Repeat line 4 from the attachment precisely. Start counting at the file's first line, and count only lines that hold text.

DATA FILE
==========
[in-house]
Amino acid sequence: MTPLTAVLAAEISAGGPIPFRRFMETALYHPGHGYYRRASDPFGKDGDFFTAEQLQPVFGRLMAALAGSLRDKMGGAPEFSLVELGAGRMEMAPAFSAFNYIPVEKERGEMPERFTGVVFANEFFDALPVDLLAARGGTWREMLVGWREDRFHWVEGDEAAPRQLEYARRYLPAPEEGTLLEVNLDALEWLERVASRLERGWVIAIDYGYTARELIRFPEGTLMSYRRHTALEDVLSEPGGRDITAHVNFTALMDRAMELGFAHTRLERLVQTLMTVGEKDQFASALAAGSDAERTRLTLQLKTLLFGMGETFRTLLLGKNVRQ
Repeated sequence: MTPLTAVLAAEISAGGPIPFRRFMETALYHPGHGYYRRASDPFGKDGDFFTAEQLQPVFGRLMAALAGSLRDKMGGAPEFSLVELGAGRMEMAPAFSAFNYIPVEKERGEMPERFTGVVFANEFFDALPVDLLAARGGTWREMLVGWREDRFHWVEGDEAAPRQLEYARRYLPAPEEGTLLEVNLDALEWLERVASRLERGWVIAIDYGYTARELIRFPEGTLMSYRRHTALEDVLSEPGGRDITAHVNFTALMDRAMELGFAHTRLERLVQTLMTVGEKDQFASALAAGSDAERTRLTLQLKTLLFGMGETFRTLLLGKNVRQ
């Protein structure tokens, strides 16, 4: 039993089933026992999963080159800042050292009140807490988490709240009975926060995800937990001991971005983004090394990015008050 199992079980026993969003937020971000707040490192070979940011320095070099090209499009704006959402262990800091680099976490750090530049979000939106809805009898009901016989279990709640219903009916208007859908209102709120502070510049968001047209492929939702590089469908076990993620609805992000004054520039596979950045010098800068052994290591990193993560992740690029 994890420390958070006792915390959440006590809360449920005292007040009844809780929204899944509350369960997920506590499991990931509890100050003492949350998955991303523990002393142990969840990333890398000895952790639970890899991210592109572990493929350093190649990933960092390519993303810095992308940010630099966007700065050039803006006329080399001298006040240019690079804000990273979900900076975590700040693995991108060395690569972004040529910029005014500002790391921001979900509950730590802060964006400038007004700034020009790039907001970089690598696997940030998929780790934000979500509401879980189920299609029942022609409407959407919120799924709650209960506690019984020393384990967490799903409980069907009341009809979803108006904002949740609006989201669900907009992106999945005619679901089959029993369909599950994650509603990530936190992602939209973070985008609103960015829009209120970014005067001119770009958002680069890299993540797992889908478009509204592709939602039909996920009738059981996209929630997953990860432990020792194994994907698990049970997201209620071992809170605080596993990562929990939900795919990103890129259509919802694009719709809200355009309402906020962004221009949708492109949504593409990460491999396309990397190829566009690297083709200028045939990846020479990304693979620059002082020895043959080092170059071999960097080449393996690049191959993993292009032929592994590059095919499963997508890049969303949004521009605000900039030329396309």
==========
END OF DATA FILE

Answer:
């Protein structure tokens, strides 16, 4: 039993089933026992999963080159800042050292009140807490988490709240009975926060995800937990001991971005983004090394990015008050 199992079980026993969003937020971000707040490192070979940011320095070099090209499009704006959402262990800091680099976490750090530049979000939106809805009898009901016989279990709640219903009916208007859908209102709120502070510049968001047209492929939702590089469908076990993620609805992000004054520039596979950045010098800068052994290591990193993560992740690029 994890420390958070006792915390959440006590809360449920005292007040009844809780929204899944509350369960997920506590499991990931509890100050003492949350998955991303523990002393142990969840990333890398000895952790639970890899991210592109572990493929350093190649990933960092390519993303810095992308940010630099966007700065050039803006006329080399001298006040240019690079804000990273979900900076975590700040693995991108060395690569972004040529910029005014500002790391921001979900509950730590802060964006400038007004700034020009790039907001970089690598696997940030998929780790934000979500509401879980189920299609029942022609409407959407919120799924709650209960506690019984020393384990967490799903409980069907009341009809979803108006904002949740609006989201669900907009992106999945005619679901089959029993369909599950994650509603990530936190992602939209973070985008609103960015829009209120970014005067001119770009958002680069890299993540797992889908478009509204592709939602039909996920009738059981996209929630997953990860432990020792194994994907698990049970997201209620071992809170605080596993990562929990939900795919990103890129259509919802694009719709809200355009309402906020962004221009949708492109949504593409990460491999396309990397190829566009690297083709200028045939990846020479990304693979620059002082020895043959080092170059071999960097080449393996690049191959993993292009032929592994590059095919499963997508890049969303949004521009605000900039030329396309």